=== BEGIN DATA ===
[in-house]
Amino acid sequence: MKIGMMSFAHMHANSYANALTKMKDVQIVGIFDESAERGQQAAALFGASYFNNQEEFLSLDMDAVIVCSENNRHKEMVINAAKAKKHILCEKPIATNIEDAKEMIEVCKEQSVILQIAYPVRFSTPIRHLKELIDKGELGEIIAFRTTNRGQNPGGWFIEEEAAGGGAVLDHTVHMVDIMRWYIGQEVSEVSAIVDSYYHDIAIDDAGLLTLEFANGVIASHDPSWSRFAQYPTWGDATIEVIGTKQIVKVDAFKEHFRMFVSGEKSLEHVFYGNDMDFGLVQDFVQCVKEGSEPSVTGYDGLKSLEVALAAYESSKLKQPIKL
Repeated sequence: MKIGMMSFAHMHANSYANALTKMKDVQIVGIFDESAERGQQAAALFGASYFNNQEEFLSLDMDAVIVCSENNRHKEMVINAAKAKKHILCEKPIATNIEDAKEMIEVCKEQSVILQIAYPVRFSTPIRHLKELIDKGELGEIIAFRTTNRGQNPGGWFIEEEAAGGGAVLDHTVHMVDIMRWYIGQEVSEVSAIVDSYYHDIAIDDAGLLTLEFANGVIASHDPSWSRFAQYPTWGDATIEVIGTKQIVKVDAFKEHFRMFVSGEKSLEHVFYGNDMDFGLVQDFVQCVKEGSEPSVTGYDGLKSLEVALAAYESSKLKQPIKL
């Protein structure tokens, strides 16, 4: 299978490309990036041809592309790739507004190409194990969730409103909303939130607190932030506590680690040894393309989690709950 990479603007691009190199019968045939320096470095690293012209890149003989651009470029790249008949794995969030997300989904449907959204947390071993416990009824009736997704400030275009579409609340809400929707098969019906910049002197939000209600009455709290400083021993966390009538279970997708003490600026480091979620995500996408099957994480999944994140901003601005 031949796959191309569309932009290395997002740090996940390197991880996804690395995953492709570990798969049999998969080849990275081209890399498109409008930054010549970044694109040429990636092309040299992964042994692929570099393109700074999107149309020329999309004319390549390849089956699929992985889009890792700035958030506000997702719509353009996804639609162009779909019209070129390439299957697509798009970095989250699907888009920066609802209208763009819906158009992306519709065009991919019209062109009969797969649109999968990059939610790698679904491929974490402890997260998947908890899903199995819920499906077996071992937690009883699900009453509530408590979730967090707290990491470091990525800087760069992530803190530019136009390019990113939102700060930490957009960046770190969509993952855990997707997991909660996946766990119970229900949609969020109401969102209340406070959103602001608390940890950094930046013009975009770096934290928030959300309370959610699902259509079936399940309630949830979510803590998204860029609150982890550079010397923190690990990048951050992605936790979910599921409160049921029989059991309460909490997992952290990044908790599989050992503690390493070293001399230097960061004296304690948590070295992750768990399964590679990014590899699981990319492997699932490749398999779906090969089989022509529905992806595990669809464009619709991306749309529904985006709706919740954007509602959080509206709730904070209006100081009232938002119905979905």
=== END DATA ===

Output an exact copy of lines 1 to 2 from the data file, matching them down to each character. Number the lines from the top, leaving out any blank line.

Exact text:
[in-house]
Amino acid sequence: MKIGMMSFAHMHANSYANALTKMKDVQIVGIFDESAERGQQAAALFGASYFNNQEEFLSLDMDAVIVCSENNRHKEMVINAAKAKKHILCEKPIATNIEDAKEMIEVCKEQSVILQIAYPVRFSTPIRHLKELIDKGELGEIIAFRTTNRGQNPGGWFIEEEAAGGGAVLDHTVHMVDIMRWYIGQEVSEVSAIVDSYYHDIAIDDAGLLTLEFANGVIASHDPSWSRFAQYPTWGDATIEVIGTKQIVKVDAFKEHFRMFVSGEKSLEHVFYGNDMDFGLVQDFVQCVKEGSEPSVTGYDGLKSLEVALAAYESSKLKQPIKL